Graham's legacy at UWA now includes Kappa Alpha Psi scholarship
At left, Kappa Alpha Psi's Charles Woods and Kendalle Jackson at the fraternity's homecoming gathering this year. At right, Ronald Dra Graham played defensive line for the Tigers in the 1970s. (Photo credits: left, Betsy Compton; right, Michele Graham Bradford.)
Fraternity's Iota Theta Chapter awards first recipient
Story: Phillip Tutor
It’s understandable that Michele Graham Bradford unpacks memories of her late brother as if he were sitting beside her, smiling as she speaks. The recollections flow easily, sincere as the summer day is long. “He meant the world to us,” she said, “but every year we find out what he meant to other people, as well. He was just a great man.”
Her brother, Ronald Dra Graham, holds a significant place in the University of West Alabama’s history in large part because of his efforts to form the campus’ first Greek-letter organization for Black students. Without Graham, who came to then-Livingston University on a football scholarship from Attalla, Alabama, and graduated in 1976, the Iota Theta Chapter of the Kappa Alpha Psi fraternity might not exist at UWA.
Bradford considers her brother a visionary, a large man with mild manners, an intuitive mind and innate leadership skills that transcended sports. Unforgettable, in other words. “If you followed his life,” she said, “you can see that he was a visionary.”
To honor that legacy, UWA’s Kappa Alpha Psi chapter has renamed its recently created student scholarship as the Ronald Dra Graham Scholarship and selected its first recipient -- UWA freshman Hailey Hill, a nursing major from Louisville, Mississippi. She will receive a $2,000 scholarship for the 2022-23 academic year.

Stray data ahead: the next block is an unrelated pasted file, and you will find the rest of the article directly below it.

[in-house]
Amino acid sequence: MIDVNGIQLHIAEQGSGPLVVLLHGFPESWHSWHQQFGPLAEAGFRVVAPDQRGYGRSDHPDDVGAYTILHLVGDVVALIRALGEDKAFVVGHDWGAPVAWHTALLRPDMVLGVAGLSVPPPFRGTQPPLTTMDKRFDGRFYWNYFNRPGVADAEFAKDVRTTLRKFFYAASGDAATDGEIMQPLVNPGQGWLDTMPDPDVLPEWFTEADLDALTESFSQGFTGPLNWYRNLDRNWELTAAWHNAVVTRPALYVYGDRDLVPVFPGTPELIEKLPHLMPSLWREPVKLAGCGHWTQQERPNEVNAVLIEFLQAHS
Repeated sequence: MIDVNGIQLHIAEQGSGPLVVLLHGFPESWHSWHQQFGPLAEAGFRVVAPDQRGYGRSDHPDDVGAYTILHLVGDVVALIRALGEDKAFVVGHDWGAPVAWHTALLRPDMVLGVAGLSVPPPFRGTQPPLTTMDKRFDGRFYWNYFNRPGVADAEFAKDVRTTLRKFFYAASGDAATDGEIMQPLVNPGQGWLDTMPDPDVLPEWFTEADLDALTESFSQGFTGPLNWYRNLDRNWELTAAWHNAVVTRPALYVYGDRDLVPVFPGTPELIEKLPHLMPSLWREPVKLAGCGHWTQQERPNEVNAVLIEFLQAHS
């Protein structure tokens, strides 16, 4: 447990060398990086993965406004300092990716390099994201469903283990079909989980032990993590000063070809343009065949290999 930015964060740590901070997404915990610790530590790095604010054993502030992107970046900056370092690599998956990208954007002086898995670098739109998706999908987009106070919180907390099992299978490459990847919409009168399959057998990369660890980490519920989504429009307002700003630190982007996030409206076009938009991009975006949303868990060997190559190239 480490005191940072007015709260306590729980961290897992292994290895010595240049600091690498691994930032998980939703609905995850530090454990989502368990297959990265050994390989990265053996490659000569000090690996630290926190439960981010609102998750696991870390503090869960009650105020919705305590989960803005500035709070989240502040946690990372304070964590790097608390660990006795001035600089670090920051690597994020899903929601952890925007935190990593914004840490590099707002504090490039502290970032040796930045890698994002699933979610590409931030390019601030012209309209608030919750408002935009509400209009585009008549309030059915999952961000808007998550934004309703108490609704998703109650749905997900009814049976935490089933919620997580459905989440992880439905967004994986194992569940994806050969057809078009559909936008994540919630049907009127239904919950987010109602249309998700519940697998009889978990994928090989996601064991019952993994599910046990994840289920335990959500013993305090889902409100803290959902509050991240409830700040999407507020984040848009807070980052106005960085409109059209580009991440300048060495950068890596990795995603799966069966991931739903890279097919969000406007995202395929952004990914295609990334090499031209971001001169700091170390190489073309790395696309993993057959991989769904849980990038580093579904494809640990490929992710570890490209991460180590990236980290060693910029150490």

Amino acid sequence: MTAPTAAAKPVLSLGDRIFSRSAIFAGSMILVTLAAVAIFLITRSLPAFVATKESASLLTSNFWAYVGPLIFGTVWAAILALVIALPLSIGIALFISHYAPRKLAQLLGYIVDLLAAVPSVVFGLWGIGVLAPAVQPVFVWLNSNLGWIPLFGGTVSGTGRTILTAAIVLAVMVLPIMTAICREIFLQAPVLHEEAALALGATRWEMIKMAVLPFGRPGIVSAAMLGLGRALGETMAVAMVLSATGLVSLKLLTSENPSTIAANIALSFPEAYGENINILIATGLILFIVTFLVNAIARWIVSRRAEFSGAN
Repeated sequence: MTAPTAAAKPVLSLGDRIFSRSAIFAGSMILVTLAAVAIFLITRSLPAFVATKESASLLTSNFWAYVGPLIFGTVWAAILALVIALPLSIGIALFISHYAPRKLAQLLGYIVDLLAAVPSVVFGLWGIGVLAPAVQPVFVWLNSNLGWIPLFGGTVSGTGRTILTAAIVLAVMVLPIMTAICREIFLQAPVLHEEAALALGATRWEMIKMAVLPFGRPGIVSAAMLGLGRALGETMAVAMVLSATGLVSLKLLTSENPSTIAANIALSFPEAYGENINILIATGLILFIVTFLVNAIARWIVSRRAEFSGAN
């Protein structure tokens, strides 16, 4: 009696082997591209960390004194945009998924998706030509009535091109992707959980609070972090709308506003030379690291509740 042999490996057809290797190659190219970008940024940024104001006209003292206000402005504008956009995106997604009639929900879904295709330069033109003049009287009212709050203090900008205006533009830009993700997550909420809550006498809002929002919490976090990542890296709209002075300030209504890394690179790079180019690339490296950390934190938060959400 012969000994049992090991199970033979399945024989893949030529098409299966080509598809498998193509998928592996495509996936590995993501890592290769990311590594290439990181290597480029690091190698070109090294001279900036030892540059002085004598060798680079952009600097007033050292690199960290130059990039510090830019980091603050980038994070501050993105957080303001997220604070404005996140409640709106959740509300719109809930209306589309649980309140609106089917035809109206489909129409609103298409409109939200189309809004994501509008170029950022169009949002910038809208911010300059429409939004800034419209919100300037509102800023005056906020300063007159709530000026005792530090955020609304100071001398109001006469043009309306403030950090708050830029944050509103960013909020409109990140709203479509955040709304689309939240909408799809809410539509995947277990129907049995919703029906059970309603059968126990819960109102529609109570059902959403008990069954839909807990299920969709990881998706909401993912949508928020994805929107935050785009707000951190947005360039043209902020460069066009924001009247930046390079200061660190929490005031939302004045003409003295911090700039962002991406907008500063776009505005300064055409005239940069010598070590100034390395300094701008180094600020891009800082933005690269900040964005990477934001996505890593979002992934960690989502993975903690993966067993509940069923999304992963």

“I came here for the Preview Day and I loved it,” said Hill, who wasn’t aware of Graham’s UWA legacy until she met his family during homecoming activities in October. “I just loved how small it was. And being that I'm kind of introverted, I really thought it was a great fit for me.”
The birth of a fraternity chapter
The Graham Scholarship’s origin at UWA traces to conversations between Kappa Alpha Psi members interested in furthering the fraternity’s national tradition of giving back to the community, said Dr. Charles Woods, a two-time UWA graduate who is a professor of biology at Miles College and chairs its Division of Natural Sciences and Mathematics. Woods said he and many of his fraternity brothers consider UWA as a “foundational point” in their professional careers, hence the award’s original name, the Legacy Scholarship.
“From a fraternity perspective, because we are a service organization, we want to try to create an avenue where we can assist young students,” Woods said. “We're very inclusive; we don't have any restrictions on the scholarship. We want a way to help defray the cost of education. We always talk about the importance of putting things in order to help the next generation.”
That spirit of assistance isn’t lost on Dr. LaJuan Hutchinson, an associate professor of sport management at UWA and a Kappa Alpha Psi member who serves as the fraternity’s campus advisor. He’s quick to mention the national organization’s birth at Indiana University in 1911, marveling that those students endured the process of starting a fraternity for Black males decades before the civil rights movement.
“There were often times when being in the fraternity could have been a negative because it is a historic fraternity and it's established to better the lives of African-American males,” Hutchinson said. “It wasn't always an open door to start, but we did get the chapter here and it's been established since that time and we want to give back. The scholarship is to help students going forward, male or female.”
Graham ‘crossed all lines’
Nearly five decades after the founding of UWA’s Kappa Alpha Psi chapter, stories still resonate about Graham’s unrelenting commitment to convince his teammates and others to join his effort. Bradford, who graduated from then-LU in 1977, remembers how her brother’s positive reputation soothed opposition to the chapter’s start, especially from the Tigers’ football coaches. Getting certain people to “buy into” the notion of a Black greek organization in the mid-1970s was not easy, she said.